Date of Award


Document Type


Degree Name

Doctor of Philosophy (PhD)


Mechanical and Civil Engineering

First Advisor

Chiradeep Sen

Second Advisor

Beshoy Morkos

Third Advisor

Hamidreza Najafi

Fourth Advisor

James Brenner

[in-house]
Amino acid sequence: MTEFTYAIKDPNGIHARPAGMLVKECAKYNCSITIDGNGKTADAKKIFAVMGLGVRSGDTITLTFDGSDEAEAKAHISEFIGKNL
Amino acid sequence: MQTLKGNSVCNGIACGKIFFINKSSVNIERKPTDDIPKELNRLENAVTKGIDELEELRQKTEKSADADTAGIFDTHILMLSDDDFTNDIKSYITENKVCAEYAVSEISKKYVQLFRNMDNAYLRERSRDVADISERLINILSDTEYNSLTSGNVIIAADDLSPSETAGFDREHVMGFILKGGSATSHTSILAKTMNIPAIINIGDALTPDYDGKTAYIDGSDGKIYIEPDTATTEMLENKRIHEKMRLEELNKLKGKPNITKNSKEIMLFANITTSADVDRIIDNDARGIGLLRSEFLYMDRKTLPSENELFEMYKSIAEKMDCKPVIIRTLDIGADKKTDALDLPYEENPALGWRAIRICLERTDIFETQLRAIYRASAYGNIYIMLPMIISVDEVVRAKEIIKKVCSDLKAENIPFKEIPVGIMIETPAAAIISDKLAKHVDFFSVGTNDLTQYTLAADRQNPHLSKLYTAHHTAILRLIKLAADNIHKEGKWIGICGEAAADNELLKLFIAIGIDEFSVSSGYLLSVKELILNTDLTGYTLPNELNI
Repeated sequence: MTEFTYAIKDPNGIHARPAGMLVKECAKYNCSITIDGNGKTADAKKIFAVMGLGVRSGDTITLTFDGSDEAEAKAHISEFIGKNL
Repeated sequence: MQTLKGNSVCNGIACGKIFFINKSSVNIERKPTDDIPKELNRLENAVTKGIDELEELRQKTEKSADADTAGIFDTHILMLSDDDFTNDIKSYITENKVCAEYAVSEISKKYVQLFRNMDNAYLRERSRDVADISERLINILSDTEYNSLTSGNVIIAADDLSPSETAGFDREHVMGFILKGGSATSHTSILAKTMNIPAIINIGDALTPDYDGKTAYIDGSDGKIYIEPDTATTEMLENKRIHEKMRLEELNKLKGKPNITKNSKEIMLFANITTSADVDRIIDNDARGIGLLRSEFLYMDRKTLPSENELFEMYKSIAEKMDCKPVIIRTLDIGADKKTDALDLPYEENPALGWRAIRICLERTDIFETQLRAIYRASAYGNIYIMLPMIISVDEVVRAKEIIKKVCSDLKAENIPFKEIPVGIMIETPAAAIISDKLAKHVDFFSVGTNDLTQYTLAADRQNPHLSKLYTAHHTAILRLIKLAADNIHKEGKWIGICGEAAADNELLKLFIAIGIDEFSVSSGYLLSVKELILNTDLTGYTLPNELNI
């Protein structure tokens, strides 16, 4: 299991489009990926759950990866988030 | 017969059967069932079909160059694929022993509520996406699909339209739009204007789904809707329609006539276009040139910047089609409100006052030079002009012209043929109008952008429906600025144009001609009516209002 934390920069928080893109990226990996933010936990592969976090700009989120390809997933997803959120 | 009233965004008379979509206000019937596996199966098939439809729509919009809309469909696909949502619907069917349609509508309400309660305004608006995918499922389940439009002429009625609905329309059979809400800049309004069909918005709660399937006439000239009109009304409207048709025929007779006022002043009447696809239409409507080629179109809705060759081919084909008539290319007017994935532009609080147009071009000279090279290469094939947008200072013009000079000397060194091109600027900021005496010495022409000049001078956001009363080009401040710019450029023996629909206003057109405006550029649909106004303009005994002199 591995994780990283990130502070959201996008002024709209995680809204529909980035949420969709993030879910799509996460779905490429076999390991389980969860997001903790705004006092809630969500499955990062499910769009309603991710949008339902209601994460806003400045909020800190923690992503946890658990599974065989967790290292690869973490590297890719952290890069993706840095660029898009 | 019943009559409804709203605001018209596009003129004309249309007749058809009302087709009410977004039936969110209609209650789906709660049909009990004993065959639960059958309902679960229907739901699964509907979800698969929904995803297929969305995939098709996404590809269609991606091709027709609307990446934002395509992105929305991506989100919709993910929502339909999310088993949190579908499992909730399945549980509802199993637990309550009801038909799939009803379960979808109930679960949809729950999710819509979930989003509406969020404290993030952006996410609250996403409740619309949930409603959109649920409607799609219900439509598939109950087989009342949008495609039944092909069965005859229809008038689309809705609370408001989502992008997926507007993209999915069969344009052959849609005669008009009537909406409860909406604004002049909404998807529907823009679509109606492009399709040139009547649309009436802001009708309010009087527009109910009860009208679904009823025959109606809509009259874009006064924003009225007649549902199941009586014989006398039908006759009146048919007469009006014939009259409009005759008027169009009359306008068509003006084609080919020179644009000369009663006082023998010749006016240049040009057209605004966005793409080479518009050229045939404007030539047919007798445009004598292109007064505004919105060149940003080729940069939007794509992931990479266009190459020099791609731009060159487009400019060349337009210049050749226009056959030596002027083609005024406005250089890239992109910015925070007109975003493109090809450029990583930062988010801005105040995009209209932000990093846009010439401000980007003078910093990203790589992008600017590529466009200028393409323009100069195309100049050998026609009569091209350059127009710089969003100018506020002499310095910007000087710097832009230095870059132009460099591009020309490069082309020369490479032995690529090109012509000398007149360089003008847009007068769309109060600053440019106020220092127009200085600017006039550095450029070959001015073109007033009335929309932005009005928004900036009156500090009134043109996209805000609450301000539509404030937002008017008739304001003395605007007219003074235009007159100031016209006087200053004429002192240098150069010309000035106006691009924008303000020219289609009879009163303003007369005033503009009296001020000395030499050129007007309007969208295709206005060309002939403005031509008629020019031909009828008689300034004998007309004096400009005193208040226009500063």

Design courses are an integral component of undergraduate engineering education. Design is recognized as one of the primary responsibilities of an engineer in industry. New designs are responsible for stimulating sales and company growth.1 This dissertation outlines a study seeking to explore the impact of student motivation factors on course performance of mechanical engineering students in design courses. The first design course, cornerstone design, takes place during the first semester of freshman year. The second course, capstone design, takes place during the student’s final year of undergraduate study. An adapted version of the Motivated Strategies for Learning Questionnaire (MSLQ) is used to measure five motivation factors: cognitive value, self-regulation, test/presentation anxiety, intrinsic value, and self-efficacy. Motivation is measured against the final grade in the course, which is used as the performance metric. The major contribution of this research is the ability to examine the impact of motivation on performance in design courses. The motivation and performance is also measured against student demographic information with regard to student gender, residency (domestic or international), family income, and highest degree attained by parents to determine if a correlation is realized. Additionally, the longitudinal study focuses on a single cohorts of students. This affords the ability for the examination of the differences in motivation between the students’ freshman and senior year to determine if this can be correlated to student gender, residency (domestic or international), family income, and degree attained by parents. The results indicate that motivation is a key factor in the students’ performance in design curriculum. All five of the motivation factors are found to impact the students’ performance; however, different motivation factors are found to impact the students’ performance at different points in time. This proves the multidimensional and dynamic nature of motivation. The quantitative findings are further explored through qualitative data analysis to explore variables impacting the students’ motivation and performance throughout their capstone design sequence. A total of 69 unique codes were identified through the student interviews, providing useful feedback on student experiences in senior capstone design at Florida Institute of Technology.